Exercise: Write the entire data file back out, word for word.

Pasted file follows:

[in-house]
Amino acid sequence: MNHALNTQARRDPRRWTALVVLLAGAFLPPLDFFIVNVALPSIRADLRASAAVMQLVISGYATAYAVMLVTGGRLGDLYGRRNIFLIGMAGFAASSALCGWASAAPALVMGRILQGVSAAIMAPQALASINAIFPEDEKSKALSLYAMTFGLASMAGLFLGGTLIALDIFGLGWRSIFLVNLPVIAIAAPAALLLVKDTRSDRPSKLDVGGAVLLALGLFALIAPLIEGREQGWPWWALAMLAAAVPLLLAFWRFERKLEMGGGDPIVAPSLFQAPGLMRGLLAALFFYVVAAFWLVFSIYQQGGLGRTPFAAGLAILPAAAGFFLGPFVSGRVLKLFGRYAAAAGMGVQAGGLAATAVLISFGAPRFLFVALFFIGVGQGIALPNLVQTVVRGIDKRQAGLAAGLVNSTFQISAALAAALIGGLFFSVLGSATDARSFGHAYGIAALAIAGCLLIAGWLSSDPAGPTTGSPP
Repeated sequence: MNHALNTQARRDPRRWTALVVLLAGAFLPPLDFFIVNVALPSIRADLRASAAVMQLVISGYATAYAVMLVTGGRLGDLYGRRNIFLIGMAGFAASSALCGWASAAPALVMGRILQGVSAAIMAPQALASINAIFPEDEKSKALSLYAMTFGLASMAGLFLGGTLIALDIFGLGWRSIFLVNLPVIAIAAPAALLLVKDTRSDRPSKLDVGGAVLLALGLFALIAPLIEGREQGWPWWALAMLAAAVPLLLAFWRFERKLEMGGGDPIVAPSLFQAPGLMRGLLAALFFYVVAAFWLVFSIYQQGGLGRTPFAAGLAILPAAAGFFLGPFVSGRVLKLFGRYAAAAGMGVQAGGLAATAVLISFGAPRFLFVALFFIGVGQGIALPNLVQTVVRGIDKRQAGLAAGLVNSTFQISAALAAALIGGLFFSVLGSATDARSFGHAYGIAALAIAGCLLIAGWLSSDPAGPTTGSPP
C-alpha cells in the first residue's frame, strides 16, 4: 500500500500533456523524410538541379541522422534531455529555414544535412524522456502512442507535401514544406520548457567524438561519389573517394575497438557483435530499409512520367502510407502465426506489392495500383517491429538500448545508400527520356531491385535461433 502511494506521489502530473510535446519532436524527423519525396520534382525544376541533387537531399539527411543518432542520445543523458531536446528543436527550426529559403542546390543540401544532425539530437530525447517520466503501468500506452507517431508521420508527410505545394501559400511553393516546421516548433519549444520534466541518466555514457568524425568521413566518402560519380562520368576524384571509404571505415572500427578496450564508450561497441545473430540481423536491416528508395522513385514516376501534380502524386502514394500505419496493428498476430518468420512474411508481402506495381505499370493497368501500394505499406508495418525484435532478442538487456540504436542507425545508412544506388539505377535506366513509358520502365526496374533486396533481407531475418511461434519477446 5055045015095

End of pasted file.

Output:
[in-house]
Amino acid sequence: MNHALNTQARRDPRRWTALVVLLAGAFLPPLDFFIVNVALPSIRADLRASAAVMQLVISGYATAYAVMLVTGGRLGDLYGRRNIFLIGMAGFAASSALCGWASAAPALVMGRILQGVSAAIMAPQALASINAIFPEDEKSKALSLYAMTFGLASMAGLFLGGTLIALDIFGLGWRSIFLVNLPVIAIAAPAALLLVKDTRSDRPSKLDVGGAVLLALGLFALIAPLIEGREQGWPWWALAMLAAAVPLLLAFWRFERKLEMGGGDPIVAPSLFQAPGLMRGLLAALFFYVVAAFWLVFSIYQQGGLGRTPFAAGLAILPAAAGFFLGPFVSGRVLKLFGRYAAAAGMGVQAGGLAATAVLISFGAPRFLFVALFFIGVGQGIALPNLVQTVVRGIDKRQAGLAAGLVNSTFQISAALAAALIGGLFFSVLGSATDARSFGHAYGIAALAIAGCLLIAGWLSSDPAGPTTGSPP
Repeated sequence: MNHALNTQARRDPRRWTALVVLLAGAFLPPLDFFIVNVALPSIRADLRASAAVMQLVISGYATAYAVMLVTGGRLGDLYGRRNIFLIGMAGFAASSALCGWASAAPALVMGRILQGVSAAIMAPQALASINAIFPEDEKSKALSLYAMTFGLASMAGLFLGGTLIALDIFGLGWRSIFLVNLPVIAIAAPAALLLVKDTRSDRPSKLDVGGAVLLALGLFALIAPLIEGREQGWPWWALAMLAAAVPLLLAFWRFERKLEMGGGDPIVAPSLFQAPGLMRGLLAALFFYVVAAFWLVFSIYQQGGLGRTPFAAGLAILPAAAGFFLGPFVSGRVLKLFGRYAAAAGMGVQAGGLAATAVLISFGAPRFLFVALFFIGVGQGIALPNLVQTVVRGIDKRQAGLAAGLVNSTFQISAALAAALIGGLFFSVLGSATDARSFGHAYGIAALAIAGCLLIAGWLSSDPAGPTTGSPP
C-alpha cells in the first residue's frame, strides 16, 4: 500500500500533456523524410538541379541522422534531455529555414544535412524522456502512442507535401514544406520548457567524438561519389573517394575497438557483435530499409512520367502510407502465426506489392495500383517491429538500448545508400527520356531491385535461433 502511494506521489502530473510535446519532436524527423519525396520534382525544376541533387537531399539527411543518432542520445543523458531536446528543436527550426529559403542546390543540401544532425539530437530525447517520466503501468500506452507517431508521420508527410505545394501559400511553393516546421516548433519549444520534466541518466555514457568524425568521413566518402560519380562520368576524384571509404571505415572500427578496450564508450561497441545473430540481423536491416528508395522513385514516376501534380502524386502514394500505419496493428498476430518468420512474411508481402506495381505499370493497368501500394505499406508495418525484435532478442538487456540504436542507425545508412544506388539505377535506366513509358520502365526496374533486396533481407531475418511461434519477446 5055045015095